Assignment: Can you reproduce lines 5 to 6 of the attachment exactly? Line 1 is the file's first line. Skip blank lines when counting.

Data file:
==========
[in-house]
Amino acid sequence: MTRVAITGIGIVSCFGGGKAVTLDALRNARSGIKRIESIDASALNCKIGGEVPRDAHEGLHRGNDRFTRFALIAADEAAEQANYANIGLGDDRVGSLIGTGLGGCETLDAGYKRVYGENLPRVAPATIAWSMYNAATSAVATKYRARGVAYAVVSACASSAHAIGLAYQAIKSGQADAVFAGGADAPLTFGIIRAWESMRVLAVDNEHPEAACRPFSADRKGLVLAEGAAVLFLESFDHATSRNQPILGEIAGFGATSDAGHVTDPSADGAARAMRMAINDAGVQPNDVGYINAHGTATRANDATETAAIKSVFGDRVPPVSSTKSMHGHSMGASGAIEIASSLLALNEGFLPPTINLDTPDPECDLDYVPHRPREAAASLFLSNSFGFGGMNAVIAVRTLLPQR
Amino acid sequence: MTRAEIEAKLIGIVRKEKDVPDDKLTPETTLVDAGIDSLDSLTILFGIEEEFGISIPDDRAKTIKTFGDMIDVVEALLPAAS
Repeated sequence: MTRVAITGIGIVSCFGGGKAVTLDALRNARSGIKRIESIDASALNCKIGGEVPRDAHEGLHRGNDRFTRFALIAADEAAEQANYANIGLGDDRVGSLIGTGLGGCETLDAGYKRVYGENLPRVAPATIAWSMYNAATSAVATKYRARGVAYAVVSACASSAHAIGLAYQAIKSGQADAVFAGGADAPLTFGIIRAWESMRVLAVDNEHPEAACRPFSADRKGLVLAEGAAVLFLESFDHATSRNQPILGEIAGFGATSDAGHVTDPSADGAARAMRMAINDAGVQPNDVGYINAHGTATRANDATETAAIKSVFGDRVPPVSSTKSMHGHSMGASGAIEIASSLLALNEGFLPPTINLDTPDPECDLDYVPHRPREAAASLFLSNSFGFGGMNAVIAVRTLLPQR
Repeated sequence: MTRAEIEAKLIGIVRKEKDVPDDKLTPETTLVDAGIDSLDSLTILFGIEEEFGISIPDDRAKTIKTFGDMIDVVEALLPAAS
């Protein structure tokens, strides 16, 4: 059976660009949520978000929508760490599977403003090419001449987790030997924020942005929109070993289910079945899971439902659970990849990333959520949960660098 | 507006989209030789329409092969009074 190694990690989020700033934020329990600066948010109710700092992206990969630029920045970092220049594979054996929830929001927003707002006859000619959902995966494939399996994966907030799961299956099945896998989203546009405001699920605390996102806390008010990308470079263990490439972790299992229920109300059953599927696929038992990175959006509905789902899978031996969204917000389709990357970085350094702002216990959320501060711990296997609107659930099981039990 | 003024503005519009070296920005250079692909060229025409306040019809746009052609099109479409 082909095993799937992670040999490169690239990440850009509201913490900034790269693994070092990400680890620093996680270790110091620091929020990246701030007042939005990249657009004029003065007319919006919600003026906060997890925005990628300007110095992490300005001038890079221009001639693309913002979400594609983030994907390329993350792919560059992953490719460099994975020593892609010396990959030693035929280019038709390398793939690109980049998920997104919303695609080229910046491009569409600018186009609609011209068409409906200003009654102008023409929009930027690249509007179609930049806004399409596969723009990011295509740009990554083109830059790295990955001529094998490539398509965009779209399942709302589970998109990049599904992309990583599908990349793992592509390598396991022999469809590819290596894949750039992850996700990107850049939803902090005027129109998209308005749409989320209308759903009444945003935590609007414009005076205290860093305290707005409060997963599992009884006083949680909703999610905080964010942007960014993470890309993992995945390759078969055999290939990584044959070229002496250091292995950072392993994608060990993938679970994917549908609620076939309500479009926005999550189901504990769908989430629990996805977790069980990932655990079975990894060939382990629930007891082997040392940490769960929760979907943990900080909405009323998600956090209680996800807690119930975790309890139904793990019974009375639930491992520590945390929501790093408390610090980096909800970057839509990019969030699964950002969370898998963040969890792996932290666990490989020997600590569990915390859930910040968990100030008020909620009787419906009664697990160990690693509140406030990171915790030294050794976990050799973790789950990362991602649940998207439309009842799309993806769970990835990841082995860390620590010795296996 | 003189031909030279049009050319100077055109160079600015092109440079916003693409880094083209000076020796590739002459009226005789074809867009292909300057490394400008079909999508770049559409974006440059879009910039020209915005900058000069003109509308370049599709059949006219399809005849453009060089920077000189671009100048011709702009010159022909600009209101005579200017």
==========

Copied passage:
Repeated sequence: MTRAEIEAKLIGIVRKEKDVPDDKLTPETTLVDAGIDSLDSLTILFGIEEEFGISIPDDRAKTIKTFGDMIDVVEALLPAAS
């Protein structure tokens, strides 16, 4: 059976660009949520978000929508760490599977403003090419001449987790030997924020942005929109070993289910079945899971439902659970990849990333959520949960660098 | 507006989209030789329409092969009074 190694990690989020700033934020329990600066948010109710700092992206990969630029920045970092220049594979054996929830929001927003707002006859000619959902995966494939399996994966907030799961299956099945896998989203546009405001699920605390996102806390008010990308470079263990490439972790299992229920109300059953599927696929038992990175959006509905789902899978031996969204917000389709990357970085350094702002216990959320501060711990296997609107659930099981039990 | 003024503005519009070296920005250079692909060229025409306040019809746009052609099109479409 082909095993799937992670040999490169690239990440850009509201913490900034790269693994070092990400680890620093996680270790110091620091929020990246701030007042939005990249657009004029003065007319919006919600003026906060997890925005990628300007110095992490300005001038890079221009001639693309913002979400594609983030994907390329993350792919560059992953490719460099994975020593892609010396990959030693035929280019038709390398793939690109980049998920997104919303695609080229910046491009569409600018186009609609011209068409409906200003009654102008023409929009930027690249509007179609930049806004399409596969723009990011295509740009990554083109830059790295990955001529094998490539398509965009779209399942709302589970998109990049599904992309990583599908990349793992592509390598396991022999469809590819290596894949750039992850996700990107850049939803902090005027129109998209308005749409989320209308759903009444945003935590609007414009005076205290860093305290707005409060997963599992009884006083949680909703999610905080964010942007960014993470890309993992995945390759078969055999290939990584044959070229002496250091292995950072392993994608060990993938679970994917549908609620076939309500479009926005999550189901504990769908989430629990996805977790069980990932655990079975990894060939382990629930007891082997040392940490769960929760979907943990900080909405009323998600956090209680996800807690119930975790309890139904793990019974009375639930491992520590945390929501790093408390610090980096909800970057839509990019969030699964950002969370898998963040969890792996932290666990490989020997600590569990915390859930910040968990100030008020909620009787419906009664697990160990690693509140406030990171915790030294050794976990050799973790789950990362991602649940998207439309009842799309993806769970990835990841082995860390620590010795296996 | 003189031909030279049009050319100077055109160079600015092109440079916003693409880094083209000076020796590739002459009226005789074809867009292909300057490394400008079909999508770049559409974006440059879009910039020209915005900058000069003109509308370049599709059949006219399809005849453009060089920077000189671009100048011709702009010159022909600009209101005579200017």